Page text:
Friday, February 23, 2007












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Thursday, February 22, 2007
Granite Island

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At the southeastern side of Fleurieu Peninsula, facing Encounter Bay, is the small island, Granite Island. It is made up of wonderful granite boulders altered into many different shapes by forces of marine erosion and chemical weathering (and influenced by jointing). Granite Island is visited by walking along a causeway from the resort centre of Victor Harbour, riding in a tram, or taking a boat cruise.

The granites of Granite Island were intruded into deep metamorphosed sediments about 500my ago. Over many millions of years that followed, the materials above were removed by erosion, exposing the granites at the surface. Permian glacial deposits can be found on the granites in places, indicating that the granites have been exposed for a long time.

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Granite tends to be quite resistant to breakdown; it is often found in areas that are higher than surrounding areas (of other rock types). However, if it is closely jointed, it will be broken down more rapidly, as weathering agents are offered more surfaces to destroy. Granite boulders (called tors) are typically rounded through the particular weathering processes that destroy the rock's 'corners' (see photos right).

Joints - usually vertical cracks in rock - can be seen clearly in Photo 1 (Joints often form when granite cools from magma or when materials above are removed or 'offloaded'.) When the joint planes are perpendicular to the direction of marine attack the rock will be broken down more rapidly than it would be otherwise.

Some rocks look as though portions have fallen off, forming cave-like hollows (Photo 2). This cavernous weathering results from chemical disruption of constituent minerals by salt spray. As granite is made of minerals with a range of hardness, it is likely that softer minerals are decomposed and removed first. Eventually only the resistant mineral quartz (which is generally a major component of sand) remains, explaining why granite areas mostly seem to produce sandy soils.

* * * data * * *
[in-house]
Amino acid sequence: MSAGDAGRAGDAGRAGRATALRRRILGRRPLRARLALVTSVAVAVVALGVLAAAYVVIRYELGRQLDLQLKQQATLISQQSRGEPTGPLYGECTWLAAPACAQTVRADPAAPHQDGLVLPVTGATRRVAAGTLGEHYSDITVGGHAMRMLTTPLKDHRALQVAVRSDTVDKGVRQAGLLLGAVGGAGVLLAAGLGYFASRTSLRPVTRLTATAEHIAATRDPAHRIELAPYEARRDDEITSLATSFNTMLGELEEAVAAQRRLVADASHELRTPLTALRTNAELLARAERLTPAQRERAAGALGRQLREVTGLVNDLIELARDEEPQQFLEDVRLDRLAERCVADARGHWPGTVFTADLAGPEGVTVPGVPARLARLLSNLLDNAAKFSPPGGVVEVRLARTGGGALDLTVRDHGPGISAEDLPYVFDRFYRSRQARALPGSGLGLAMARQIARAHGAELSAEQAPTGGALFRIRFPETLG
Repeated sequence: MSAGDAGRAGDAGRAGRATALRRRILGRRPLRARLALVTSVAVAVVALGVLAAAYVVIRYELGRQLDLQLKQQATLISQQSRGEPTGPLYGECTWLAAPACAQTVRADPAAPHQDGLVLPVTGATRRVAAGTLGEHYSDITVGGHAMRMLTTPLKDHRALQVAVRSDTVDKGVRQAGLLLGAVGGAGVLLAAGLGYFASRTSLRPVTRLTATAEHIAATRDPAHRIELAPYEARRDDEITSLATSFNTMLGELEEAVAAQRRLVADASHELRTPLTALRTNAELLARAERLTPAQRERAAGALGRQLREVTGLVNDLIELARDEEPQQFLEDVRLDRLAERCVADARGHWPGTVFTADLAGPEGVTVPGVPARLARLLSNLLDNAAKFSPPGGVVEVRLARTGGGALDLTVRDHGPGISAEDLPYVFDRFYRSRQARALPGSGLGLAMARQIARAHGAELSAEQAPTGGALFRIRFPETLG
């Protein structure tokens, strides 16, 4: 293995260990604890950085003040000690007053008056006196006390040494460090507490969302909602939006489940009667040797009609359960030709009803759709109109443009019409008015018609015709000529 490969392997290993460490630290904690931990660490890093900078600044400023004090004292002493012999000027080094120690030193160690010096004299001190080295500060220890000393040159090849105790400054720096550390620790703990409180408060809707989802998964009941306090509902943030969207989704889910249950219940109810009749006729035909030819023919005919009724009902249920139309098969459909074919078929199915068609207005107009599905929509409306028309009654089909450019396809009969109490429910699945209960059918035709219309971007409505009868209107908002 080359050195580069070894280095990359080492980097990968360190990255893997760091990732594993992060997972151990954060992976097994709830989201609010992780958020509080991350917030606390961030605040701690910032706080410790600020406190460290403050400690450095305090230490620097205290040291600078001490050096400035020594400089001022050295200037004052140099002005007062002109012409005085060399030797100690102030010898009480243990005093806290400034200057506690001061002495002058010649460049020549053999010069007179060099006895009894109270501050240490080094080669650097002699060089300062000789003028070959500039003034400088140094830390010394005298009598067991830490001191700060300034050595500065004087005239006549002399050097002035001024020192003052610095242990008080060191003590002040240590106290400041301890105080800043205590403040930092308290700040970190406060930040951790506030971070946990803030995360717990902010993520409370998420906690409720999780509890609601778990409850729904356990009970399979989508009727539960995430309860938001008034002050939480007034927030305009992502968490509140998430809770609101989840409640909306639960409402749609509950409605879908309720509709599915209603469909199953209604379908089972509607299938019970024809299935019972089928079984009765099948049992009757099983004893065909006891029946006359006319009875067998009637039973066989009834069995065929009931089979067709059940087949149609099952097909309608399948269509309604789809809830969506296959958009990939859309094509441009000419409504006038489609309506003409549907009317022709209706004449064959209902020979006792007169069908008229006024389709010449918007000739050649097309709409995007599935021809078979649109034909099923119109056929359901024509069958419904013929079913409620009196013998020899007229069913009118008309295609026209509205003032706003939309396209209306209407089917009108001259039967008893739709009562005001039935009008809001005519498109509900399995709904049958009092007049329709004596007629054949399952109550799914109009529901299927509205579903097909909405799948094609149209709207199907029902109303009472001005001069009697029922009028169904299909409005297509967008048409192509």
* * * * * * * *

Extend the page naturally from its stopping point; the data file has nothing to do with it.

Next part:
Granite can show variation in age and appearance, but there are always similarities between types of granite. At Granite Island, two forms of granite outcrop exists.

The Victor Harbour granite is porphyritic, with large phenocrysts of potash feldspar and xenoliths of schist and fine-granied granite. The rock of this area appears to be blue, due to the unusual colour of the quartz crystals.

The other granite that outcrops on Granite Island is the grey, fine-grained granite that appears as xenoliths within the Victor Harbour granite. A complex series of steps is believed to have formed both granites from the original intrusion.
you, 10:43 PM

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You write very well.

By Anonymous Laina, at November 12, 2008 at 10:18 AM  

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you, 10:30 PM

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Monday, February 12, 2007
Sorry for the delay guys, been busy.

Let me know what you think of this template, I can modify it or change it altogether.

Cheers.

James
you, 10:00 PM

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Testing the comments function.

By Blogger you, at February 22, 2007 at 10:25 PM  

it works! awesome!

- kerr

By Anonymous Anonymous, at February 22, 2007 at 10:34 PM  

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Saturday, February 10, 2007
Did you know that the Ancient Egyptians used granite to construct their pyramids? How the Egyptians worked with solid granite is still puzzling. Here are some photos which show how granite was used for antiquities.

Obelisk


Made with a single piece of stone


Egyptian writing

Obelisk-rejects


These are huge blocks of granite...



...that have been rejected for making obelisks...


... due to their cracks.

Can this be due to workmanship errors? Hmm...

Statue at a Museum

entirely made of granite

Pyramids


Pyramid made of granite and coated with limestone, which eventually got weathered.


The darker shade is actually limestone, because the granite here is of a lighter hue.

More pyramids & their closeups


Here lies some nicely-cut-out...


...granite blocks...


...piled onto one another...


...to form the amazing pyramids!


Pyramids = the beauty of grrrrrrrrrrrrranite!

That's all :)
you, 7:25 PM

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(a) "The weathering processes that granitic rock undergoes are largely influenced by its rock characteristics." How far do you agree with this statement? Discuss. (10)